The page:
The Planning Commission had adopted a comprehensive plan pursuant to KRS 100.183. One of the elements of a comprehensive plan is a land-use plan "which shall show proposals for the most appropriate, economic, desirable and feasible patterns for the general location, character, extent, and interrelationship of the manner in which the community should use its public and private land at specified times as far into the future as is reasonable to foresee. Such land uses may cover, without being limited to, public and private, residential, commercial, industrial, agricultural and recreational land uses." KRS 100.187(2).

A comprehensive plan cannot be adopted by the Planning Commission without compliance with the research requirements of KRS 100.191 and the holding of a public hearing as required by KRS 100.197. The procedure for amendment of the comprehensive plan is the same as for the adoption of the original plan. KRS 100.197.

*494 The original comprehensive plan has not been amended so far as this record shows. There was evidence that the Planning Commission on the same date that it recommended this zoning change also amended a "neighborhood development plan" which included the subject property to permit highway business uses. There is some indication that upon the basis of the amendment of the neighborhood development plan the fiscal court determined that the change of zoning was then in agreement with the comprehensive plan.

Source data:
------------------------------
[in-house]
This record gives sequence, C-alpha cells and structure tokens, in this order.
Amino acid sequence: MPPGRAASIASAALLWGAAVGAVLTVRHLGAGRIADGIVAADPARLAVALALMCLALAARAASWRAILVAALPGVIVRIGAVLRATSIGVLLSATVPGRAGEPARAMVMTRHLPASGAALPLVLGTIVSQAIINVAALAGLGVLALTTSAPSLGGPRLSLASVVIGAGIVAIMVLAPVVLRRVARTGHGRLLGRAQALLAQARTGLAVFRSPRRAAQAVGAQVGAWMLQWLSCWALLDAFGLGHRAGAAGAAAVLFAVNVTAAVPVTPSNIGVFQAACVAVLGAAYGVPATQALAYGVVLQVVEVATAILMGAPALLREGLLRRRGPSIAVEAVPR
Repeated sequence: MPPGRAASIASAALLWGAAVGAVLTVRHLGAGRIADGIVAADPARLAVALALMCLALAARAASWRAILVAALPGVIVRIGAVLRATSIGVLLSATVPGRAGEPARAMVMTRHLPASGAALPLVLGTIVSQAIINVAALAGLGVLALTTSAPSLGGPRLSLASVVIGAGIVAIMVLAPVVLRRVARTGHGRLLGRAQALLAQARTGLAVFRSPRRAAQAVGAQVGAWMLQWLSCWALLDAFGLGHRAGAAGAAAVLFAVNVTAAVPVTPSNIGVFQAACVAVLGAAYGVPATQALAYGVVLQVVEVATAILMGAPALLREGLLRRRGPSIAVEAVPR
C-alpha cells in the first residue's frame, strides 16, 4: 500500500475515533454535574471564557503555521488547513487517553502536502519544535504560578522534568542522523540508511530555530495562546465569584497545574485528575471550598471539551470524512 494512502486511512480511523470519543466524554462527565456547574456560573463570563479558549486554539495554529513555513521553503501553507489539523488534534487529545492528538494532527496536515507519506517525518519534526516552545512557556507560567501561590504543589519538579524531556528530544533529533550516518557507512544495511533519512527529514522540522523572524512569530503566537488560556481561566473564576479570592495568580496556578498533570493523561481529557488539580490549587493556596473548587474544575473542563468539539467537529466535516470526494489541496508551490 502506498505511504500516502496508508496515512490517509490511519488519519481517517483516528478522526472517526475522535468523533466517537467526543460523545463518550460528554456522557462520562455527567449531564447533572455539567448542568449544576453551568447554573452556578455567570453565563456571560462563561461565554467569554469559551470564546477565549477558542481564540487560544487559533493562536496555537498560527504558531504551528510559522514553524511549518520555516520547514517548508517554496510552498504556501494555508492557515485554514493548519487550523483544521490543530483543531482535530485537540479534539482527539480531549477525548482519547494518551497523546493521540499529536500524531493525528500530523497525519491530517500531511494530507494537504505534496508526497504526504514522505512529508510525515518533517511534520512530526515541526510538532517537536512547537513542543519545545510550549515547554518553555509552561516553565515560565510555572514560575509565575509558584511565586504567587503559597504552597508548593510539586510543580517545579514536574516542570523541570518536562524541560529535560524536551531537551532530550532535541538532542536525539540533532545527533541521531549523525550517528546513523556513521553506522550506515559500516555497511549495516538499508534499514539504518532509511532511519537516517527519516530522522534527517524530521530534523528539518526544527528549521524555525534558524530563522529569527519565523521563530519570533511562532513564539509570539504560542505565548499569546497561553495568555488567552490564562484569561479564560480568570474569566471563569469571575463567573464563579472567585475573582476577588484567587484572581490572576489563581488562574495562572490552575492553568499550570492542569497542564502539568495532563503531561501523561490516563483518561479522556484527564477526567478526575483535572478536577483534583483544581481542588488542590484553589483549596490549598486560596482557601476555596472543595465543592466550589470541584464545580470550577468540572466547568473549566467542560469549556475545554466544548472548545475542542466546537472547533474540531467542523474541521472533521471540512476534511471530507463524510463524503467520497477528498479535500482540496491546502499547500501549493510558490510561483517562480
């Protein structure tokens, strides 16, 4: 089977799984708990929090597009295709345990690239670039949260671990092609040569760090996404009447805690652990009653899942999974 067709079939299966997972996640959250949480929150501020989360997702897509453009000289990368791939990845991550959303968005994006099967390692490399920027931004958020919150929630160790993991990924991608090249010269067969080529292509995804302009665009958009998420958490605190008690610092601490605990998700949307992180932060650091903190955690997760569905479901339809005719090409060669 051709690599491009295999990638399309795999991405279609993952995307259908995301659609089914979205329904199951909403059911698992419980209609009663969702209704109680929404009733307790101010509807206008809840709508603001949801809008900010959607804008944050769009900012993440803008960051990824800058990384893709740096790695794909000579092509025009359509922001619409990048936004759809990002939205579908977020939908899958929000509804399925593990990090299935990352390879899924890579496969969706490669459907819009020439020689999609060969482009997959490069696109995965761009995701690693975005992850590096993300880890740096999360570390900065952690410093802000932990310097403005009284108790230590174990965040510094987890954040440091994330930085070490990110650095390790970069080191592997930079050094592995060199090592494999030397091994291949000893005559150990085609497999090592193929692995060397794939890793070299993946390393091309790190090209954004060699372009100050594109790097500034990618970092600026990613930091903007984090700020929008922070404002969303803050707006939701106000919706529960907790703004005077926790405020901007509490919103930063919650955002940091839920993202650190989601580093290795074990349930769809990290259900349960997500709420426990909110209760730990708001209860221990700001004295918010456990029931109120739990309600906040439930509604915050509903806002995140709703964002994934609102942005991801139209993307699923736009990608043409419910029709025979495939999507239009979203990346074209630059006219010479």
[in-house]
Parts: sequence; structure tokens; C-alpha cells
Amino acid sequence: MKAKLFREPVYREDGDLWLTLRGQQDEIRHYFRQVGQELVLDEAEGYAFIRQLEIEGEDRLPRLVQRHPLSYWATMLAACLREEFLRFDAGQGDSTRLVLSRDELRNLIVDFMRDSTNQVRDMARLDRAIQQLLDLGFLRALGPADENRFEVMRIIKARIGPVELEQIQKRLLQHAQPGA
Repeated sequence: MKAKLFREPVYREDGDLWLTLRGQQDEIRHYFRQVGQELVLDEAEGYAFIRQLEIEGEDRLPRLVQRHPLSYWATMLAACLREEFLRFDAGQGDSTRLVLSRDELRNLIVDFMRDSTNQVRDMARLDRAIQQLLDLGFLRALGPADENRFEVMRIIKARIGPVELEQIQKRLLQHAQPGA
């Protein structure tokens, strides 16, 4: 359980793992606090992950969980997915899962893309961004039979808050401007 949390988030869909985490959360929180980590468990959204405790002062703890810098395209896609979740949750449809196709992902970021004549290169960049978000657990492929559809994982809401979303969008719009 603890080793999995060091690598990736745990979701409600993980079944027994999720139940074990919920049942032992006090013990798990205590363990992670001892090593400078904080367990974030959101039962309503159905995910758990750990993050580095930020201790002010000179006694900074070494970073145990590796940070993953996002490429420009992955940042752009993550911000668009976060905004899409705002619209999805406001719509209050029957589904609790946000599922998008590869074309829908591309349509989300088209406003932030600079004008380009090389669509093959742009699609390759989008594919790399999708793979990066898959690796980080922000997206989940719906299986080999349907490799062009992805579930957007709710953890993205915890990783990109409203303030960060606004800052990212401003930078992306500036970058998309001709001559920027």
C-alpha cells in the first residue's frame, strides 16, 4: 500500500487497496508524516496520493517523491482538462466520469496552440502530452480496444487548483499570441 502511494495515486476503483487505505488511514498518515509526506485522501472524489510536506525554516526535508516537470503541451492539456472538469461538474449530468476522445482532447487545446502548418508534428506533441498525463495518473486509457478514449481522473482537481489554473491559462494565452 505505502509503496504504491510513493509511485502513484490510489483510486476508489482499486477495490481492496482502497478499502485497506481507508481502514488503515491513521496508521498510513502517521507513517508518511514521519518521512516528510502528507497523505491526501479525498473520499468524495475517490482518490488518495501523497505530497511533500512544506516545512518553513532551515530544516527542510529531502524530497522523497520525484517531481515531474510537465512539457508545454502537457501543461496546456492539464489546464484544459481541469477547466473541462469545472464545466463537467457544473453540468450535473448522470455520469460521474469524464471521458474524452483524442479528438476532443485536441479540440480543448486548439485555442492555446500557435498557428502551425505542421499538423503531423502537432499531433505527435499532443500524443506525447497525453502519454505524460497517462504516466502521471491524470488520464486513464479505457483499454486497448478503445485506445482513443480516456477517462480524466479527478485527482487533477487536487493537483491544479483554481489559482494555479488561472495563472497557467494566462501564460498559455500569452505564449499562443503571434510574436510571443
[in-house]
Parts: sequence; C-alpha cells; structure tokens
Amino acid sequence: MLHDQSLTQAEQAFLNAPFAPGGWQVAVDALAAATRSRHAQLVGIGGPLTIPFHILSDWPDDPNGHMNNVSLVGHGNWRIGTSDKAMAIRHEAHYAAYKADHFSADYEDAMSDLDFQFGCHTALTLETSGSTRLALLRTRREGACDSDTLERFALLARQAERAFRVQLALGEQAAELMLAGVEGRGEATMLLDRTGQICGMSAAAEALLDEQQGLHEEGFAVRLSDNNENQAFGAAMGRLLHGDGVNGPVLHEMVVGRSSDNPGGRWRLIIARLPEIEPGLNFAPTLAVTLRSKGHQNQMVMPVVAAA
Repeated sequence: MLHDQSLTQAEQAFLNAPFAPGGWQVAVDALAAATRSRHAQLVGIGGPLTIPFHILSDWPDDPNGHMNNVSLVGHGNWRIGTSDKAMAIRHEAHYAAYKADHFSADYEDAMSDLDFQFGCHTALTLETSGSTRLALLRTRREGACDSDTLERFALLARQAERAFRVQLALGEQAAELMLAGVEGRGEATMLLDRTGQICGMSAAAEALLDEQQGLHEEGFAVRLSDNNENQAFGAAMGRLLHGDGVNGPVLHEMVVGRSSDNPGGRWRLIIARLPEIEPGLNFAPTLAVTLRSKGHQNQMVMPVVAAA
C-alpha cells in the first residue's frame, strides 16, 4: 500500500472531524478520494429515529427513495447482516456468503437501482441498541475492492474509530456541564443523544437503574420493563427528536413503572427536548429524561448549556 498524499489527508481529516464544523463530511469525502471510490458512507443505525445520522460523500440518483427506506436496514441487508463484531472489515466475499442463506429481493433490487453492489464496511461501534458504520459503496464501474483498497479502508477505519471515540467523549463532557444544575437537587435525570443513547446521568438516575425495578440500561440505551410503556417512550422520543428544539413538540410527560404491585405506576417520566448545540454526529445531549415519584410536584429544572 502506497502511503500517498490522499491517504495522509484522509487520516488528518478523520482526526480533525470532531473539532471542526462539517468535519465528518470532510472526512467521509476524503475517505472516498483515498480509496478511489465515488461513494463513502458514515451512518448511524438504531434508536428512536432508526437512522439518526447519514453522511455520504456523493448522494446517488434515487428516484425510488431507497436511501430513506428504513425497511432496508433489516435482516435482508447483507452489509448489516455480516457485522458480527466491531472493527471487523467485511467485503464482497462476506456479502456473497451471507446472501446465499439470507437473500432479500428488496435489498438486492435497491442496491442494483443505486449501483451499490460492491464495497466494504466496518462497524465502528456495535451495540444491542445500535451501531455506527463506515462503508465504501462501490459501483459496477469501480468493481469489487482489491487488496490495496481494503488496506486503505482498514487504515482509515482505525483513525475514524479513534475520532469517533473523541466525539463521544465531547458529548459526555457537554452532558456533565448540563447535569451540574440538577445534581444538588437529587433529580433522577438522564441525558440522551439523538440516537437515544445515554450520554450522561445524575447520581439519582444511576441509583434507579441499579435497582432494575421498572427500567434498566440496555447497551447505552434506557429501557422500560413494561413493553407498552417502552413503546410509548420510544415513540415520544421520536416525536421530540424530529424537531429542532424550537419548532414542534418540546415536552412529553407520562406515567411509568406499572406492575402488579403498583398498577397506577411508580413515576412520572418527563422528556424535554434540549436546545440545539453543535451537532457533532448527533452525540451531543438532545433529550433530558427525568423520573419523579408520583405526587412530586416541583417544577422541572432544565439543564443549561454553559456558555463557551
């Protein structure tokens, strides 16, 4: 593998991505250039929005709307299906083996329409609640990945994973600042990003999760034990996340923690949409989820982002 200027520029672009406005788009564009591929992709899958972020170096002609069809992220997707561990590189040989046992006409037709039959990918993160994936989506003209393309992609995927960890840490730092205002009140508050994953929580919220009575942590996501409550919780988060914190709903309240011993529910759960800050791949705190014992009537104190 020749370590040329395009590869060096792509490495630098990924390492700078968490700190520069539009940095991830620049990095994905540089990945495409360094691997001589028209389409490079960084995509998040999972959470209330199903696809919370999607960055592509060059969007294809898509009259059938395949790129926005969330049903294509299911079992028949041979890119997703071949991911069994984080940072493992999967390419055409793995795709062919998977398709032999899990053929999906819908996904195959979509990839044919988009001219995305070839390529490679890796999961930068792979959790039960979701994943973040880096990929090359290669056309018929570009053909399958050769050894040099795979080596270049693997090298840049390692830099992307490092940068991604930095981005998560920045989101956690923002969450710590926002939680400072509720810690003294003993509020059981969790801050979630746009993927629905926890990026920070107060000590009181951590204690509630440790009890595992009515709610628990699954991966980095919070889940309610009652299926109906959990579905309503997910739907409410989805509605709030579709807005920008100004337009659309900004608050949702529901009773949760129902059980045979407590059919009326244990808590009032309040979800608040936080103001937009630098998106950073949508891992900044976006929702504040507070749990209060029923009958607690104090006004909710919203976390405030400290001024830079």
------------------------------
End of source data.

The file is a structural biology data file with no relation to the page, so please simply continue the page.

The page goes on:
The statute makes no provision for a neighborhood development plan. It was described by a witness as a refinement of the land-use plan and is referred to in the brief of appellee as synonymous with the comprehensive plan.

If the neighborhood development plan is synonymous with, or a part of, the land-use plan it cannot be amended without undergoing the procedure required for the adoption of the original use plan in the first instance and the attempt at amendment was an attempt to circumvent the requirements of the statute. If the neighborhood development plan was something apart from the land-use plan, it could not have any effect upon this litigation.

KRS 100.213 provides as follows:

"Before any map amendment is granted, the planning commission or the legislative body or fiscal court must find that the map amendment is in agreement with the community's comprehensive plan, or, in the absence of such a finding, that one or more of the following apply and such finding shall be recorded in the minutes and records of the planning commission or the legislative body or fiscal court. "(1) That the original zoning classification given to the property was inappropriate or improper. "(2) That there have been major changes of an economic, physical or social nature within the area involved which were not anticipated in the community's comprehensive plan and which have substantially altered the basic character of such area."

This statute was enacted in 1966. Its obvious purpose was to require zoning to conform to the basic scheme of prior planning, City of Louisville v. Kavanaugh, Ky., 495 S.W.2d 502 (1973), and to prohibit indiscriminate ad hoc zoning changes which do not conform to the original comprehensive plan. The statute purports to grant some exception where (1) the original zoning classification was inappropriate, or (2) there have been major changes in the area involved which were not anticipated in the comprehensive plan and which have substantially altered the basic character of the area.